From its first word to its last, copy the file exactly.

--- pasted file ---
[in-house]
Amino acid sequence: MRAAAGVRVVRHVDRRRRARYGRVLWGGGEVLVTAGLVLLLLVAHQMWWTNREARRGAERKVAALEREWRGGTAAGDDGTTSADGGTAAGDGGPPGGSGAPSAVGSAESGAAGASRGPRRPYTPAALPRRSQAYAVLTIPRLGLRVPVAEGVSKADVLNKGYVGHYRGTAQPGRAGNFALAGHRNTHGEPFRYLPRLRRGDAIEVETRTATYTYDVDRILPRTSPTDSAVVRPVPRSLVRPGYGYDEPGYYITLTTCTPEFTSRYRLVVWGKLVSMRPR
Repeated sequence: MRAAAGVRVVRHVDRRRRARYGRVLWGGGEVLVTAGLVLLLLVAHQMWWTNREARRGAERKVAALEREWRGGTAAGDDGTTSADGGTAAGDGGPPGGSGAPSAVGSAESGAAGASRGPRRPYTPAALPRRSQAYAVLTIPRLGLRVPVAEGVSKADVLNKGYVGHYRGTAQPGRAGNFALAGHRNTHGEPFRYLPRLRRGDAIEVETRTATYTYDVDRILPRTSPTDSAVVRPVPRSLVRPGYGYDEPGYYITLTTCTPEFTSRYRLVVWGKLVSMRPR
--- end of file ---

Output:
[in-house]
Amino acid sequence: MRAAAGVRVVRHVDRRRRARYGRVLWGGGEVLVTAGLVLLLLVAHQMWWTNREARRGAERKVAALEREWRGGTAAGDDGTTSADGGTAAGDGGPPGGSGAPSAVGSAESGAAGASRGPRRPYTPAALPRRSQAYAVLTIPRLGLRVPVAEGVSKADVLNKGYVGHYRGTAQPGRAGNFALAGHRNTHGEPFRYLPRLRRGDAIEVETRTATYTYDVDRILPRTSPTDSAVVRPVPRSLVRPGYGYDEPGYYITLTTCTPEFTSRYRLVVWGKLVSMRPR
Repeated sequence: MRAAAGVRVVRHVDRRRRARYGRVLWGGGEVLVTAGLVLLLLVAHQMWWTNREARRGAERKVAALEREWRGGTAAGDDGTTSADGGTAAGDGGPPGGSGAPSAVGSAESGAAGASRGPRRPYTPAALPRRSQAYAVLTIPRLGLRVPVAEGVSKADVLNKGYVGHYRGTAQPGRAGNFALAGHRNTHGEPFRYLPRLRRGDAIEVETRTATYTYDVDRILPRTSPTDSAVVRPVPRSLVRPGYGYDEPGYYITLTTCTPEFTSRYRLVVWGKLVSMRPR